The story so far: Demands for a complete overhaul of the central leadership bears the potential to attain centrality in the Congress Working Committee (CWC) meet on Sunday. The political party has met to discuss the causes of poor showing in the recently-concluded Assembly election in Punjab, Goa, Uttarakhand, Manipur, and Uttar Pradesh. The meeting was attended by the extended CWC, which has 68 members including the in-charges of the five States.
The Hindu learnt that members held apprehensions about the utility of such meetings when the party is yet to take cognisance of the Ashok Chavan committee report which analysed the reasons for its performance in Kerala and West Bengal the previous year.
What is the CWC?
The CWC is the highest executive authority of the party and carries out all activities, policies and programmes of the party and the All-India Congress Committee (AICC), to whom it reports.
It consists of the overall Congress president, the party’s Leader in Parliament and 23 other members, of whom 12 or more are elected by the AICC. The rest are appointed by the party president. According to Congress Constitution, ordinarily members of the committee are to be appointed from amongst the members of the AICC. However, in some cases, a non-member of the AICC may be appointed provided he or she is elected as an AICC member within six months of the appointment at CWC.
CWC has the power to frame rules for the proper working of the organisation and give instructions in all matters related to administration, as well as superintend, direct and control all the party’s State units (Pradesh Congress Committee or PCC) and other subordinate committees. This includes initiating disciplinary action.
The quorum for convening a CWC meeting is eight.
What is the AICC?
The AICC has the power to frame rules to regularise all matters connected with the party. Its discretion is binding on all other committees. The overall president of the party spearheads the functioning of this committee. The purpose of the committee is to arrange for the implementation of the activities and programmes of the party and deal with issues and situations that may arise during its term at the office.
The term of every Congress committee and of its office bearers, executive committee and members is five years.
The party’s constitution states the committee is required to meet at least once a year, or on a joint requisition addressed to the Working Committee by not less than 20% of AICC members having full voting rights. The requisitionists are expected to specify the purpose for the requested meeting, which is to held within two months of receiving the request, provided not more than one requisition can be moved in a year.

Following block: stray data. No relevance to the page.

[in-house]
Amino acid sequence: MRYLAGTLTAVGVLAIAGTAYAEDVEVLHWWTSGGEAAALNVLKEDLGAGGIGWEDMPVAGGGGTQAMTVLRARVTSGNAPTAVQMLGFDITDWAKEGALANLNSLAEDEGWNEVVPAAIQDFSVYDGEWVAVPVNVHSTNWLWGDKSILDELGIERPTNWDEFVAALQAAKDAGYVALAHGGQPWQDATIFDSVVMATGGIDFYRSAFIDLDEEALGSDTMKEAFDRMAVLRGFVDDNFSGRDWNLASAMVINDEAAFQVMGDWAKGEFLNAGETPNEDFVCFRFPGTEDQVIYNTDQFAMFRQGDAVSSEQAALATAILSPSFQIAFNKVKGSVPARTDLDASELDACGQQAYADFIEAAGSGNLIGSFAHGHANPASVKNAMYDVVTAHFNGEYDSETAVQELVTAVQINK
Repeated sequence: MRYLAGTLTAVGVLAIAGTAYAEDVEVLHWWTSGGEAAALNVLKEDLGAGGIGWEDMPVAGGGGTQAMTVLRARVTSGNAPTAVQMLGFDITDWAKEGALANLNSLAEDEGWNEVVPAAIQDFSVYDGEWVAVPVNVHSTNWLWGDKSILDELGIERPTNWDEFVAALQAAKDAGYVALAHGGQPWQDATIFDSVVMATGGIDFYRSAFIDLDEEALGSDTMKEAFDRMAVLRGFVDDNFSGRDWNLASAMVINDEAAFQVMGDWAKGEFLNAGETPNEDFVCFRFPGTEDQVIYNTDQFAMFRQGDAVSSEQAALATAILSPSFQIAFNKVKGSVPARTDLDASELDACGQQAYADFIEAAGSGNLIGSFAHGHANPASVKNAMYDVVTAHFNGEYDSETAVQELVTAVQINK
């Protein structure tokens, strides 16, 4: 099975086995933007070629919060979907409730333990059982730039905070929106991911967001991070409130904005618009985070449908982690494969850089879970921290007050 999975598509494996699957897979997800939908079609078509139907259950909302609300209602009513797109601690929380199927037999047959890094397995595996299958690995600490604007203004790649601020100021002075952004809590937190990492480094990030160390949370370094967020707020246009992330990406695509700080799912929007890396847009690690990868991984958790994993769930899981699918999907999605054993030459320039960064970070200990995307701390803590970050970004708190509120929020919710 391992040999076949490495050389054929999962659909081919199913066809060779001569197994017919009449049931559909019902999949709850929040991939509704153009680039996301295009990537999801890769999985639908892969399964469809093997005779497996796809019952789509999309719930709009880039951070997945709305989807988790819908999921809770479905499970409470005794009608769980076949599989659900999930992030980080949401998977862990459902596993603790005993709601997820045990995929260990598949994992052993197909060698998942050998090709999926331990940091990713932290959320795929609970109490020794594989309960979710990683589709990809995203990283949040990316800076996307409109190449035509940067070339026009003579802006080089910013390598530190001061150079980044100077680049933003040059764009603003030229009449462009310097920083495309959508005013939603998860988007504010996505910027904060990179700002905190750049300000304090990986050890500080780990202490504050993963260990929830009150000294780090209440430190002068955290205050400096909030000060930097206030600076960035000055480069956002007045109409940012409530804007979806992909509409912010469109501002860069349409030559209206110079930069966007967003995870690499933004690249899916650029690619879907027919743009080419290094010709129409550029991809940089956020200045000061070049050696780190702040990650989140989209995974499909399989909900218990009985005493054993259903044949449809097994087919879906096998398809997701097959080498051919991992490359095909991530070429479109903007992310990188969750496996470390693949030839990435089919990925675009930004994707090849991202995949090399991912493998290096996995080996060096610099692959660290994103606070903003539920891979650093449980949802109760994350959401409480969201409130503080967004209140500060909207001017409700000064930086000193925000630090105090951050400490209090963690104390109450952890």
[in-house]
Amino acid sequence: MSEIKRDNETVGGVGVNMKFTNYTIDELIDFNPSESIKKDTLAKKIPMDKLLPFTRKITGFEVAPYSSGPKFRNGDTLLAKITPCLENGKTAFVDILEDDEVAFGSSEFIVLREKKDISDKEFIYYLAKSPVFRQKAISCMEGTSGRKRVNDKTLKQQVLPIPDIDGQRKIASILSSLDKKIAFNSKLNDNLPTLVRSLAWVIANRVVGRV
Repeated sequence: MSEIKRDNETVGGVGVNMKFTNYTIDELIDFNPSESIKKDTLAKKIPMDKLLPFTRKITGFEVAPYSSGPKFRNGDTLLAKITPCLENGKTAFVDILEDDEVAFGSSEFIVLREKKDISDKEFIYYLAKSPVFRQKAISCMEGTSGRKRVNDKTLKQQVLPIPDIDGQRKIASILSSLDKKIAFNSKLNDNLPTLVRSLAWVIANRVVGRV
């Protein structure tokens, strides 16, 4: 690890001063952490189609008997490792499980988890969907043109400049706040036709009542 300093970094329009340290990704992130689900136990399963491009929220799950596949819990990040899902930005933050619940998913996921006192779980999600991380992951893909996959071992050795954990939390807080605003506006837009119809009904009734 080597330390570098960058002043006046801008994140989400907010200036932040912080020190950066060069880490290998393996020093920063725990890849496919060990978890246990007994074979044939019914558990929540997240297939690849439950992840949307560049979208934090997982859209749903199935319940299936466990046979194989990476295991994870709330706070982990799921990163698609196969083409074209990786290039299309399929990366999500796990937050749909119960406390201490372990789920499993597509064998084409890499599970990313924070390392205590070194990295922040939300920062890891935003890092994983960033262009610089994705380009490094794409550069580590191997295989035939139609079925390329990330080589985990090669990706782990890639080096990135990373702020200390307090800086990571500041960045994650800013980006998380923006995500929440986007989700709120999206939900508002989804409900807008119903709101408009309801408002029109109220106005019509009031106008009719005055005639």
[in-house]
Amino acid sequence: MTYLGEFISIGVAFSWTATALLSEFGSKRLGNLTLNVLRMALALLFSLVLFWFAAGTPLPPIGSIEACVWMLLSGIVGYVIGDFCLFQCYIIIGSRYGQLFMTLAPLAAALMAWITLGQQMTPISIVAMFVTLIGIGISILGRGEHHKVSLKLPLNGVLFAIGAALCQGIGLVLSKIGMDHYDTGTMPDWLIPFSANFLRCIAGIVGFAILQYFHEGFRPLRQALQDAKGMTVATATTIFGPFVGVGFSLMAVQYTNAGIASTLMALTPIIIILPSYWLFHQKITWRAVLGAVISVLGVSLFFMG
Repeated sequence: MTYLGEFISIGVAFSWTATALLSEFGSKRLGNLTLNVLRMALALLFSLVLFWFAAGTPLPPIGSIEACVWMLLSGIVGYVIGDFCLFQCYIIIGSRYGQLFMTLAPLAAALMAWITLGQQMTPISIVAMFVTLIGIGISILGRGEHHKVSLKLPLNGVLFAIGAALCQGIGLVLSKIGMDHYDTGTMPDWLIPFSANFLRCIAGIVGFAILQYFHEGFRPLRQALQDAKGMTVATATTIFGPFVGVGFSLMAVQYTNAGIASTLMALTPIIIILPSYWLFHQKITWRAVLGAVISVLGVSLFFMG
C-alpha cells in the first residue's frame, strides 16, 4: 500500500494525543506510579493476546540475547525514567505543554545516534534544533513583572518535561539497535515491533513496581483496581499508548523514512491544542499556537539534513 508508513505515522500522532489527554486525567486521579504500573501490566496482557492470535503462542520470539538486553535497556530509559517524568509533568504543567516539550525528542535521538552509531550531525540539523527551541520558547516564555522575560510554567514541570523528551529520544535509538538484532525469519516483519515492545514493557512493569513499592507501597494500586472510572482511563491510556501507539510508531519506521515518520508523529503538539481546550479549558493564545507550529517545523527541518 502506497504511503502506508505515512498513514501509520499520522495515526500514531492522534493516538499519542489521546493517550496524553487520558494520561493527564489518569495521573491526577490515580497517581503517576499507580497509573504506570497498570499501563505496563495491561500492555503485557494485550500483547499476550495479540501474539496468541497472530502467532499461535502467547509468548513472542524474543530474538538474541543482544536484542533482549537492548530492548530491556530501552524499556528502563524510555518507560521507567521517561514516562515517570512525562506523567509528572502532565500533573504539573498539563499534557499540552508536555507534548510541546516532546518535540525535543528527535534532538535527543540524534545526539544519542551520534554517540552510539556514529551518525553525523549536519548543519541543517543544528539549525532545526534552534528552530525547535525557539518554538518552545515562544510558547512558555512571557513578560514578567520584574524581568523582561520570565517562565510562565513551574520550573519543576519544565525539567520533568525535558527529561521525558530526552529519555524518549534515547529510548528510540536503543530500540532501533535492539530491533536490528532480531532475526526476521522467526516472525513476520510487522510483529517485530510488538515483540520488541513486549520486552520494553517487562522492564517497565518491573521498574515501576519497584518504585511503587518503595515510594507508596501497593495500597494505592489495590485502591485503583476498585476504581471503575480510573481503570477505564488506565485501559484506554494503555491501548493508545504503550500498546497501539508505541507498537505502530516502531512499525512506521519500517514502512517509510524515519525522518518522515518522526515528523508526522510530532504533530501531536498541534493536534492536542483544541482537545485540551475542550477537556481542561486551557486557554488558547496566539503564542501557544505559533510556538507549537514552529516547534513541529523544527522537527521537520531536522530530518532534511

All AICC meetings, other than those requisitioned, are expected to allot 2 hours for considering the propositions put forth by the AICC members. A notice is to be sent to the CWC in advance.
One hundred or one-fifth of the total number of members, whichever is less, forms the quorum for an AICC meeting.
Who all can be members of the AICC?
The AICC consists of the overall president, former party presidents who have completed a one-year term and are active in party affairs, PCC presidents, leaders of the party in Parliament, leader of the party in State Legislatures and Legislative Assemblies in Union Territories and Metropolitan Councils, alongside 15 members in Parliament and members co-opted by the CWC from ‘special categories of persons not adequately represented’.
Further, the AICC would have one-eighth of the number of PCC members elected internally adhering to proportional representation, provided that the number is not less than five. Additionally, four members each are to be elected from Chandigarh, Andaman & Nicobar Islands, Dadra & Nagar Haveli, Daman & Diu and Lakshadweep.
At present, Sonia Gandhi is the president of the AICC. Priyanka Gandhi Vadra, Tariq Anwar, Oommen Chandy, Avinash Pandey, former MPs Mukul Wasnik, K.C. Venugopal, Jitendra Singh and Ajay Maken along with sitting Rajya Sabha MP K.C. Venugopal and communications in-charge Randeep Singh Surjewala are its general secretaries.
How is the party president elected?
The party’s Central Election Authority is the ex-officio Returning Officer for the party’s presidential election. According to the party constitution, any ten delegates may jointly propose the name of a delegate for election as the next president to the Returning Officer within the date stipulated the CWC. Candidates are given 7 days to withdraw their nominations after the Returning Officer has officially published the proposed names.
Following the withdrawal, the remaining names are sent to state units. In the event of only one name remaining after the elimination, s/he is declared the President.
In the other scenario, CWC on a particularly date, not less than seven days after the final publication of candidates list, conducts ballot elections. Voters are to record two names in the order of preference should there be more than two competitors. The State units would then forward the ballot box to the AICC.
The candidate securing more than 50% of votes as the first preference is declared winner.
In the event of death or resignation of the incumbent president, the senior-most general secretary assumes the functions of the president. The appointment stands until the CWC elects a provisional president to serve pending the appointment of a regular president.